Recently, I did something I had not yet done as a writer: I placed first in a writing contest. I mean, yeah, I’ve gotten second and honorable mentions; I’ve placed “best in category x”, but never had I swept the whole show away. Last night I did though.
For my efforts, I got a $50 gift card that I quickly emptied by purchasing some self-congratulatory books (“The Difference Engine”, “Leviathan Wakes” and William Gibson’s newest collection of essays. They’re all fabulous. I suggest reading them). I also got something more valuable than money. I got a chance to speak one-on-one with young adult fiction author Melissa Marr. Now, I am not a fan of her books or anything. I have only read small excerpts. But from what I did read, I could tell she knew her craft. I got to ask her about publishing, what to do, what to avoid, you know the questions.
And you know what? She gave me the most sound and concise advice I have ever received in the history of asking about publishing. For that I thank you, Melissa Marr. I don’t want to quote her, but she made it very clear that if I wanted my sole occupation in life to be writing, I needed an agent.
That got me thinking. Do I want to be just a writer? Or am I happy with it being a side-gig?
The novels I usually write are popular with a very small, very loyal fanbase. Lesbian fiction of any kind won’t get you rich nine times out of ten, but I did not win the contest with lesbian fiction. I won it with steampunk.
So my writing career may branch out. I think I’m at the point where I’m thinking, ‘I’ll write whatever I damn well please,’ which is fine for now. In the victory haze of the contest, I spoke with a lot of friends and family members about being a writer. My grandmother commented to me that I was the only one in the family with the sheer willpower to sit down and write for extended periods of time. I told her that having that patience to sit down and write was all one needed to be a writer.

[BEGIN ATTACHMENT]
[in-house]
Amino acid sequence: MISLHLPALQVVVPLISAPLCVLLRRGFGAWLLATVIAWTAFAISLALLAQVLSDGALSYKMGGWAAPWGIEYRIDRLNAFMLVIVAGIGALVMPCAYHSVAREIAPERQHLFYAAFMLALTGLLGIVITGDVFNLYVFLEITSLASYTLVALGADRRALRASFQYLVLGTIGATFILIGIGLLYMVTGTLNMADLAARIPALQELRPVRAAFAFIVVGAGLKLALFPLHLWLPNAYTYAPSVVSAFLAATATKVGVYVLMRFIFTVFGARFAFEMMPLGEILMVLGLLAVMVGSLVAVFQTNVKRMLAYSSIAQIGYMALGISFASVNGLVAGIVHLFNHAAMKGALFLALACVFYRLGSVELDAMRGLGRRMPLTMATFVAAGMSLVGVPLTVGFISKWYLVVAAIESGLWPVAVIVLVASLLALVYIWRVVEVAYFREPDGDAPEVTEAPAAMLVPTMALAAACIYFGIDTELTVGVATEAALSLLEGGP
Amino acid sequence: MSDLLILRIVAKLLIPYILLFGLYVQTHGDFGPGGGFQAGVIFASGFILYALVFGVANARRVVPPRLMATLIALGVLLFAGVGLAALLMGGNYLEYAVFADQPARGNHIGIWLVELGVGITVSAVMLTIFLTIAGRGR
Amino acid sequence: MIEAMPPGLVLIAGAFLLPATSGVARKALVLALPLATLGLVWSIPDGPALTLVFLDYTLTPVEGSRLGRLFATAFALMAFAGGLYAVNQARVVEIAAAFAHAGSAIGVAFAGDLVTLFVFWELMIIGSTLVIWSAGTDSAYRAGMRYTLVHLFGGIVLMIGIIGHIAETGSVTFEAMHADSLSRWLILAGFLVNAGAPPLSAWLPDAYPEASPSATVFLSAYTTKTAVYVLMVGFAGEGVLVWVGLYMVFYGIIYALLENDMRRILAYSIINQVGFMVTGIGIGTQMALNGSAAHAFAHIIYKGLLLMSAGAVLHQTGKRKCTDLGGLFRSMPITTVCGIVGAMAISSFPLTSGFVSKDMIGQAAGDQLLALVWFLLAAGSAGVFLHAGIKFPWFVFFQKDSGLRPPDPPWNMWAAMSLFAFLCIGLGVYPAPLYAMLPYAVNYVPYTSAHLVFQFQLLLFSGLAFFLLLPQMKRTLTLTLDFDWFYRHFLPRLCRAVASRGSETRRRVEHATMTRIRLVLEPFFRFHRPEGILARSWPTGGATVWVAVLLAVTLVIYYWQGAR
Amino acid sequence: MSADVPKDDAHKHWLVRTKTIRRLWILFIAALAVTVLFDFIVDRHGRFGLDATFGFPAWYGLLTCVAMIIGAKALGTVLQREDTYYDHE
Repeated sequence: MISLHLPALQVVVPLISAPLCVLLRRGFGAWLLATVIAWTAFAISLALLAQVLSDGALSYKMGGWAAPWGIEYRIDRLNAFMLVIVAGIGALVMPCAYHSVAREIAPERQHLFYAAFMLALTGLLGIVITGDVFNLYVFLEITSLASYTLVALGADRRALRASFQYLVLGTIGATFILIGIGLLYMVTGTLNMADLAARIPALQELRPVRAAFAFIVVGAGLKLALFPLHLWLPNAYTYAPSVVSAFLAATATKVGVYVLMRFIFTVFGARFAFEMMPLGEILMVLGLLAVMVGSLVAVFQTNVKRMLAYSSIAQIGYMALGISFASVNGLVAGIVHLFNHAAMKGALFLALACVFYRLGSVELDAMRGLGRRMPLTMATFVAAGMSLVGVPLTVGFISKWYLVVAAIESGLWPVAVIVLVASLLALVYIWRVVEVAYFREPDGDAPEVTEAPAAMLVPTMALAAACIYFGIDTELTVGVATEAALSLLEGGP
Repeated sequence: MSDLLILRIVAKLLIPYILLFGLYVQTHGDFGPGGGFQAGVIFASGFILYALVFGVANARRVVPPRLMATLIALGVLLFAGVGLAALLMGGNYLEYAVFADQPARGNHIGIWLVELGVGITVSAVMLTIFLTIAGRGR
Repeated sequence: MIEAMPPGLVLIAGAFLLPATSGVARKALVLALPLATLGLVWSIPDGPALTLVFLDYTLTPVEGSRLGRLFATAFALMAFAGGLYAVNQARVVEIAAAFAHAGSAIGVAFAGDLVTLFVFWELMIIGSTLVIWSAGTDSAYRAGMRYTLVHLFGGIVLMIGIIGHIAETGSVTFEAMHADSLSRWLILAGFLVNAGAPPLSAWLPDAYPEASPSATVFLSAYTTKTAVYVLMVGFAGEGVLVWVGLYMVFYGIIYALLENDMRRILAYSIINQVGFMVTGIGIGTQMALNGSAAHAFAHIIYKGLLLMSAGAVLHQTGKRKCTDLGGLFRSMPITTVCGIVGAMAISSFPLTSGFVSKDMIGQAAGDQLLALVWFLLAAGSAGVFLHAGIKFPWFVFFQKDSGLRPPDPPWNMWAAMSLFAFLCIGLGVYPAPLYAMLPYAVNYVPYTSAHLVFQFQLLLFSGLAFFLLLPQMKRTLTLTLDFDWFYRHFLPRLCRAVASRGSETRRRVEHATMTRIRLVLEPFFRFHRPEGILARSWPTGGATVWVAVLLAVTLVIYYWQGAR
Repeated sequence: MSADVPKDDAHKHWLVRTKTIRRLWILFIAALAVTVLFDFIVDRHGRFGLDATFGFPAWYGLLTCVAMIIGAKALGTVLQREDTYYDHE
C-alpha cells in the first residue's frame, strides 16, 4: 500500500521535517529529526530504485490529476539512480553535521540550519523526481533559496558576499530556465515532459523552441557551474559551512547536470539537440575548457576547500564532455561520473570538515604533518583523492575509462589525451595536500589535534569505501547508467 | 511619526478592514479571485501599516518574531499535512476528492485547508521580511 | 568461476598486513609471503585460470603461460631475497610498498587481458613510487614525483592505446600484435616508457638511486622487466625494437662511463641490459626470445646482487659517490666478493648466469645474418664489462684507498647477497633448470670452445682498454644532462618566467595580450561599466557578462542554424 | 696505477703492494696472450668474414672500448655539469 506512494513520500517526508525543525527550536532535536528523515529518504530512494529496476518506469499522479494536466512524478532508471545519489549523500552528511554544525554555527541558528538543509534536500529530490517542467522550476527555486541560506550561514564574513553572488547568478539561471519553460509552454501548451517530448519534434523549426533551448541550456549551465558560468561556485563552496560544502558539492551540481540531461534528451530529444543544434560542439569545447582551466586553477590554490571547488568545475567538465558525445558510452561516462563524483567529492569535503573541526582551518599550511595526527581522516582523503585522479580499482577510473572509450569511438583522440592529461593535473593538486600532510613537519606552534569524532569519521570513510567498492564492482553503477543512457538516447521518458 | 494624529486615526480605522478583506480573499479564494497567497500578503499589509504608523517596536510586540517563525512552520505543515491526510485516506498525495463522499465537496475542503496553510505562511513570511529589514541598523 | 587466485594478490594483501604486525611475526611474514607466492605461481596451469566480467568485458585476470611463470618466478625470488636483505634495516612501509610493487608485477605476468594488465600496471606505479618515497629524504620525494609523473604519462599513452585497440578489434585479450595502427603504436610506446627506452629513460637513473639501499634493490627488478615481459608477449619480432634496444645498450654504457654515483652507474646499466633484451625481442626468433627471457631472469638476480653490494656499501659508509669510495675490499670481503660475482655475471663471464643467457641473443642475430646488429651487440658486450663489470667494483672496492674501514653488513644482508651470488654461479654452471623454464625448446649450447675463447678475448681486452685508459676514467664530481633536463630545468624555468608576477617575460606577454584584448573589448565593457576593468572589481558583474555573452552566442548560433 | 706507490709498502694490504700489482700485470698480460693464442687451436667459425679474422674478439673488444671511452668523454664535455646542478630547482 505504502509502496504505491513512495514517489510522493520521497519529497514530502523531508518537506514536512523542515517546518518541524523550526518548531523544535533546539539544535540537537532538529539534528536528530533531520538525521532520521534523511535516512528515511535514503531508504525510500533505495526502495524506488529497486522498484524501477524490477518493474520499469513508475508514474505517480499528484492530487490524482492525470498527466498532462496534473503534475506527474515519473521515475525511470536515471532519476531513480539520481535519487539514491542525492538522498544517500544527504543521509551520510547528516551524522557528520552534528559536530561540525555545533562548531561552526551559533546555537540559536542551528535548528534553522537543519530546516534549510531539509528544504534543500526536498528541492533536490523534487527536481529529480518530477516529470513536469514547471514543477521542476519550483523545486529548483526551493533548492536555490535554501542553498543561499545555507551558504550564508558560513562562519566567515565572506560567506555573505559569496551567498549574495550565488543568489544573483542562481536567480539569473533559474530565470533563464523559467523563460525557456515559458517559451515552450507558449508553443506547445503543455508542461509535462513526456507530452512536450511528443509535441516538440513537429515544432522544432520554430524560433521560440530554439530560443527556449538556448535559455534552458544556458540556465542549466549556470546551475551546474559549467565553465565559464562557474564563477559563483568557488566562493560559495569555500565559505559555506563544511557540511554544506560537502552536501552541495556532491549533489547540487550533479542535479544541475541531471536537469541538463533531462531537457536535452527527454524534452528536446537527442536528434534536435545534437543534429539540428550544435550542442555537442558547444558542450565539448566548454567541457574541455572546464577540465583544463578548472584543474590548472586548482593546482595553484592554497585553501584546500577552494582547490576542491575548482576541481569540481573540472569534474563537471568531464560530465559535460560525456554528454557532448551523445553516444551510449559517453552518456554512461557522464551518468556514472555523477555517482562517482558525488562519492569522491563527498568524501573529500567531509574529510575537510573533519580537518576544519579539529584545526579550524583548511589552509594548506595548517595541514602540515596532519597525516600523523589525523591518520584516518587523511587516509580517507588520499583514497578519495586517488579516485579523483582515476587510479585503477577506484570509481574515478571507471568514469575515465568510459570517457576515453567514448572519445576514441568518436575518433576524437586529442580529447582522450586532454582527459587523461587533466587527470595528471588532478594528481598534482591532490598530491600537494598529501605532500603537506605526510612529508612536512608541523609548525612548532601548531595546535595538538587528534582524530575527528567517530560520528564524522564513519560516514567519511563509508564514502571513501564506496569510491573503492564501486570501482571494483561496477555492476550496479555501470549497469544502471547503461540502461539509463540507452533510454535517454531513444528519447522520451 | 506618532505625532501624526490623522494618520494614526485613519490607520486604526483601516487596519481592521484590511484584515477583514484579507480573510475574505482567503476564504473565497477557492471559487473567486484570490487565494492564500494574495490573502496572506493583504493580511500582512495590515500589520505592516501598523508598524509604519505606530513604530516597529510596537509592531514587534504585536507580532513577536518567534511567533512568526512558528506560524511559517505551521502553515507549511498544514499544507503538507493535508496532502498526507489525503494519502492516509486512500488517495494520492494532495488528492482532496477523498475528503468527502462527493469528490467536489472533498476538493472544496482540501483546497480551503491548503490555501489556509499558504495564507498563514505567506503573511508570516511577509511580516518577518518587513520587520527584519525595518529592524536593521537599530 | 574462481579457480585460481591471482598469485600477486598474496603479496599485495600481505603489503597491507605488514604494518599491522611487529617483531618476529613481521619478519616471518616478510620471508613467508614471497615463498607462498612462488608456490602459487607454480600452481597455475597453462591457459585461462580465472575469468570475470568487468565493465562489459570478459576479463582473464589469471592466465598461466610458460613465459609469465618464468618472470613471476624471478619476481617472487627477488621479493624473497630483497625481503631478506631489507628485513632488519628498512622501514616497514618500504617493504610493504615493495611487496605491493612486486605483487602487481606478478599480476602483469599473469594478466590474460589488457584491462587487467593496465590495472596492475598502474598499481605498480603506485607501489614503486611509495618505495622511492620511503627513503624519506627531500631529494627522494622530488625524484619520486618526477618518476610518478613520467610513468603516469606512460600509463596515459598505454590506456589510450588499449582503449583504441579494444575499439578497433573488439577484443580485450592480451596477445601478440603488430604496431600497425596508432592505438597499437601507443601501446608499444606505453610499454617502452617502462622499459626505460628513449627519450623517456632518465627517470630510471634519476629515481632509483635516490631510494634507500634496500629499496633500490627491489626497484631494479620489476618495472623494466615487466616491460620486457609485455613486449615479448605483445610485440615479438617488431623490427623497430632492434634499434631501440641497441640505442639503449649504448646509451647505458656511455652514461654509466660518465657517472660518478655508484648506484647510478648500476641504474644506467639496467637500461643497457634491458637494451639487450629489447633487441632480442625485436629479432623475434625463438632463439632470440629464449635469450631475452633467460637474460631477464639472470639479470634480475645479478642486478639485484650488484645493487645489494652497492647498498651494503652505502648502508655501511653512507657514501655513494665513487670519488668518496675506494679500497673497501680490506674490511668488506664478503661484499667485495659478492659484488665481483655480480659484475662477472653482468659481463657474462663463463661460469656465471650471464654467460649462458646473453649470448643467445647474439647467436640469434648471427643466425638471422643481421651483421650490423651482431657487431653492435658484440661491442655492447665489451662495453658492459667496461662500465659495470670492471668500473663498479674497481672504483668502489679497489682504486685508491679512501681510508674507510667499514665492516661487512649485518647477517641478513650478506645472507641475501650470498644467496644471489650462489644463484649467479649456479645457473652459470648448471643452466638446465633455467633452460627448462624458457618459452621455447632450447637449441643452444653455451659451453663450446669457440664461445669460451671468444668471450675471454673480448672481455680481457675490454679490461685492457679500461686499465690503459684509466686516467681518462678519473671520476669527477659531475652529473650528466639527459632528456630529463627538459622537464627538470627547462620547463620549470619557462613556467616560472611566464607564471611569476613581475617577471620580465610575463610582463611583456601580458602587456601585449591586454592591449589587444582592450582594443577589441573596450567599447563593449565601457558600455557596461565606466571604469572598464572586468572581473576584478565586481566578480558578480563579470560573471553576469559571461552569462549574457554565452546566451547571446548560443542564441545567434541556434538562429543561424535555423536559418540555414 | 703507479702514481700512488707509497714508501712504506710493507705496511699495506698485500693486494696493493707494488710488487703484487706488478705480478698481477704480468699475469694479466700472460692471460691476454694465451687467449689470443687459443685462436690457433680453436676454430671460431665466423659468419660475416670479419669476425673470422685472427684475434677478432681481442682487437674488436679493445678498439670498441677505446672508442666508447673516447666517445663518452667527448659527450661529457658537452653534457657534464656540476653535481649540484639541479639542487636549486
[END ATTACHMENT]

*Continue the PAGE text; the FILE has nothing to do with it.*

And it’s true. Writers need to be willing to invest lifetimes into this thing. They need to be desperate and hopeful enough to devote hours to a manuscript then doggedly pursue routes of publication. Writers hardly get the respect they deserve because of the romanticized image of a person sitting at the keyboard and typing out pages and turning them into bricks of gold. Well, writing is a lot messier and time-consuming than that. Writing as a career sort of has a catch-22 to it. On one end, people have the misconception that writers are born great; on the other, they think anyone can do it.
The real answer lies in the middle. Anyone who wants to be a writer desperately enough can do it. Not anyone who wants to get rich. Anyone who honestly, truly wants to write, to say something worthwhile will find a way to do it, and not all of those avenues may involve an immediate payout. A true writer puts pen to paper or fingertip to keyboard with the desire to convey an emotion, thought, event, whatever that has affected them in some way and will affect their readers. We don’t al have immaculate grammar. We don’t all have perfect Standard accents when we speak. We are just crazy enough to sit still and listen to the words in our heads.